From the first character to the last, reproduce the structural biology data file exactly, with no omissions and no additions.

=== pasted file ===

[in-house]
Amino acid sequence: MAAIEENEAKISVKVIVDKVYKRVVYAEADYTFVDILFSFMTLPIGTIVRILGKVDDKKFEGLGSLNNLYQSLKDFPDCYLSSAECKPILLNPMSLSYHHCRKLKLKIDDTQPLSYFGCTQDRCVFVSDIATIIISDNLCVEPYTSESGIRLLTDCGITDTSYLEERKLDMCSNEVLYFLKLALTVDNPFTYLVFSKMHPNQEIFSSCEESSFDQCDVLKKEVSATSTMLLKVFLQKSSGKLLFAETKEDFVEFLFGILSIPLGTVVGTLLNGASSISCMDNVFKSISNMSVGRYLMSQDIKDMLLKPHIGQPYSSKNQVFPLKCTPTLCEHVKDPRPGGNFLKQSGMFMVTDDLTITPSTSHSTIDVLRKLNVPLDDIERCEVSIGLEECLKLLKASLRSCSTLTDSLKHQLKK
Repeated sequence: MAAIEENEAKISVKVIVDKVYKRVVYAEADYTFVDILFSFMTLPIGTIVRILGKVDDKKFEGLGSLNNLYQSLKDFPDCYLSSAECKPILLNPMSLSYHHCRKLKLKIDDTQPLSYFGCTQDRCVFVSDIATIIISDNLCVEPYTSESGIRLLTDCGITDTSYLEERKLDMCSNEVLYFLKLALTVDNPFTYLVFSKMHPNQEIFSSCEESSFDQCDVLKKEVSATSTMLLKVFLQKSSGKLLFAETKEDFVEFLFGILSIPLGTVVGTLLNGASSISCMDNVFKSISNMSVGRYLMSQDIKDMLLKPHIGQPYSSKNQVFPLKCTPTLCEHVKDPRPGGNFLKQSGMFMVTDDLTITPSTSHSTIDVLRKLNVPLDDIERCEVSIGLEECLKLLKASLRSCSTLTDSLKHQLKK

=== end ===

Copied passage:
[in-house]
Amino acid sequence: MAAIEENEAKISVKVIVDKVYKRVVYAEADYTFVDILFSFMTLPIGTIVRILGKVDDKKFEGLGSLNNLYQSLKDFPDCYLSSAECKPILLNPMSLSYHHCRKLKLKIDDTQPLSYFGCTQDRCVFVSDIATIIISDNLCVEPYTSESGIRLLTDCGITDTSYLEERKLDMCSNEVLYFLKLALTVDNPFTYLVFSKMHPNQEIFSSCEESSFDQCDVLKKEVSATSTMLLKVFLQKSSGKLLFAETKEDFVEFLFGILSIPLGTVVGTLLNGASSISCMDNVFKSISNMSVGRYLMSQDIKDMLLKPHIGQPYSSKNQVFPLKCTPTLCEHVKDPRPGGNFLKQSGMFMVTDDLTITPSTSHSTIDVLRKLNVPLDDIERCEVSIGLEECLKLLKASLRSCSTLTDSLKHQLKK
Repeated sequence: MAAIEENEAKISVKVIVDKVYKRVVYAEADYTFVDILFSFMTLPIGTIVRILGKVDDKKFEGLGSLNNLYQSLKDFPDCYLSSAECKPILLNPMSLSYHHCRKLKLKIDDTQPLSYFGCTQDRCVFVSDIATIIISDNLCVEPYTSESGIRLLTDCGITDTSYLEERKLDMCSNEVLYFLKLALTVDNPFTYLVFSKMHPNQEIFSSCEESSFDQCDVLKKEVSATSTMLLKVFLQKSSGKLLFAETKEDFVEFLFGILSIPLGTVVGTLLNGASSISCMDNVFKSISNMSVGRYLMSQDIKDMLLKPHIGQPYSSKNQVFPLKCTPTLCEHVKDPRPGGNFLKQSGMFMVTDDLTITPSTSHSTIDVLRKLNVPLDDIERCEVSIGLEECLKLLKASLRSCSTLTDSLKHQLKK